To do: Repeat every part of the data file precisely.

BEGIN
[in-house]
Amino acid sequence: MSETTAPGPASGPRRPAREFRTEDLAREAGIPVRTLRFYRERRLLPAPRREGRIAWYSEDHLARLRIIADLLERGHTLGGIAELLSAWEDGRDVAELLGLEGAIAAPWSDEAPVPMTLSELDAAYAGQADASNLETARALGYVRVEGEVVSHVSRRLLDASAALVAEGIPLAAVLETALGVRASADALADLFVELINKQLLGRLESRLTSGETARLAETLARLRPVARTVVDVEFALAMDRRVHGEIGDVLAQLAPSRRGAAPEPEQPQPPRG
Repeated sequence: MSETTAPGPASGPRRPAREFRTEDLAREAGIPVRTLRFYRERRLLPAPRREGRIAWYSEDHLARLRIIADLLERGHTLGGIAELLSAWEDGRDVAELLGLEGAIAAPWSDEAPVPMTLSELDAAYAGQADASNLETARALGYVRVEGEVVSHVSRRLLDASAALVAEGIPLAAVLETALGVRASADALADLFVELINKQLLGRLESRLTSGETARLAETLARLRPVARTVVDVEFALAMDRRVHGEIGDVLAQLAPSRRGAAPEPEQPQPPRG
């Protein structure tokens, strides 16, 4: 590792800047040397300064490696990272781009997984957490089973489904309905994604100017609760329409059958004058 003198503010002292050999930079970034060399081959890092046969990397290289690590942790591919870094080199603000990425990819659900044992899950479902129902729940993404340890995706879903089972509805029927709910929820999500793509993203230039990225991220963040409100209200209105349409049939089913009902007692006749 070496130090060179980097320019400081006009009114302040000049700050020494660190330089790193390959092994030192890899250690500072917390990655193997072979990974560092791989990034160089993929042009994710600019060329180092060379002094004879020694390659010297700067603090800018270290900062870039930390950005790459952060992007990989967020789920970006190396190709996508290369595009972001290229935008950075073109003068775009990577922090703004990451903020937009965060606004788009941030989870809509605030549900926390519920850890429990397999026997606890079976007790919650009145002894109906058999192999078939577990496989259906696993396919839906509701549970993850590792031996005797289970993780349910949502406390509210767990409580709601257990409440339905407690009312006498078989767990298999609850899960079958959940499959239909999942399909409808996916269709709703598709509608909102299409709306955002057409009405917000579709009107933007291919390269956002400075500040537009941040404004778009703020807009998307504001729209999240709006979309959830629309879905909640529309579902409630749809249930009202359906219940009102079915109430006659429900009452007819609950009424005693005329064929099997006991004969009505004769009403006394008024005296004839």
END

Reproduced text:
[in-house]
Amino acid sequence: MSETTAPGPASGPRRPAREFRTEDLAREAGIPVRTLRFYRERRLLPAPRREGRIAWYSEDHLARLRIIADLLERGHTLGGIAELLSAWEDGRDVAELLGLEGAIAAPWSDEAPVPMTLSELDAAYAGQADASNLETARALGYVRVEGEVVSHVSRRLLDASAALVAEGIPLAAVLETALGVRASADALADLFVELINKQLLGRLESRLTSGETARLAETLARLRPVARTVVDVEFALAMDRRVHGEIGDVLAQLAPSRRGAAPEPEQPQPPRG
Repeated sequence: MSETTAPGPASGPRRPAREFRTEDLAREAGIPVRTLRFYRERRLLPAPRREGRIAWYSEDHLARLRIIADLLERGHTLGGIAELLSAWEDGRDVAELLGLEGAIAAPWSDEAPVPMTLSELDAAYAGQADASNLETARALGYVRVEGEVVSHVSRRLLDASAALVAEGIPLAAVLETALGVRASADALADLFVELINKQLLGRLESRLTSGETARLAETLARLRPVARTVVDVEFALAMDRRVHGEIGDVLAQLAPSRRGAAPEPEQPQPPRG
């Protein structure tokens, strides 16, 4: 590792800047040397300064490696990272781009997984957490089973489904309905994604100017609760329409059958004058 003198503010002292050999930079970034060399081959890092046969990397290289690590942790591919870094080199603000990425990819659900044992899950479902129902729940993404340890995706879903089972509805029927709910929820999500793509993203230039990225991220963040409100209200209105349409049939089913009902007692006749 070496130090060179980097320019400081006009009114302040000049700050020494660190330089790193390959092994030192890899250690500072917390990655193997072979990974560092791989990034160089993929042009994710600019060329180092060379002094004879020694390659010297700067603090800018270290900062870039930390950005790459952060992007990989967020789920970006190396190709996508290369595009972001290229935008950075073109003068775009990577922090703004990451903020937009965060606004788009941030989870809509605030549900926390519920850890429990397999026997606890079976007790919650009145002894109906058999192999078939577990496989259906696993396919839906509701549970993850590792031996005797289970993780349910949502406390509210767990409580709601257990409440339905407690009312006498078989767990298999609850899960079958959940499959239909999942399909409808996916269709709703598709509608909102299409709306955002057409009405917000579709009107933007291919390269956002400075500040537009941040404004778009703020807009998307504001729209999240709006979309959830629309879905909640529309579902409630749809249930009202359906219940009102079915109430006659429900009452007819609950009424005693005329064929099997006991004969009505004769009403006394008024005296004839």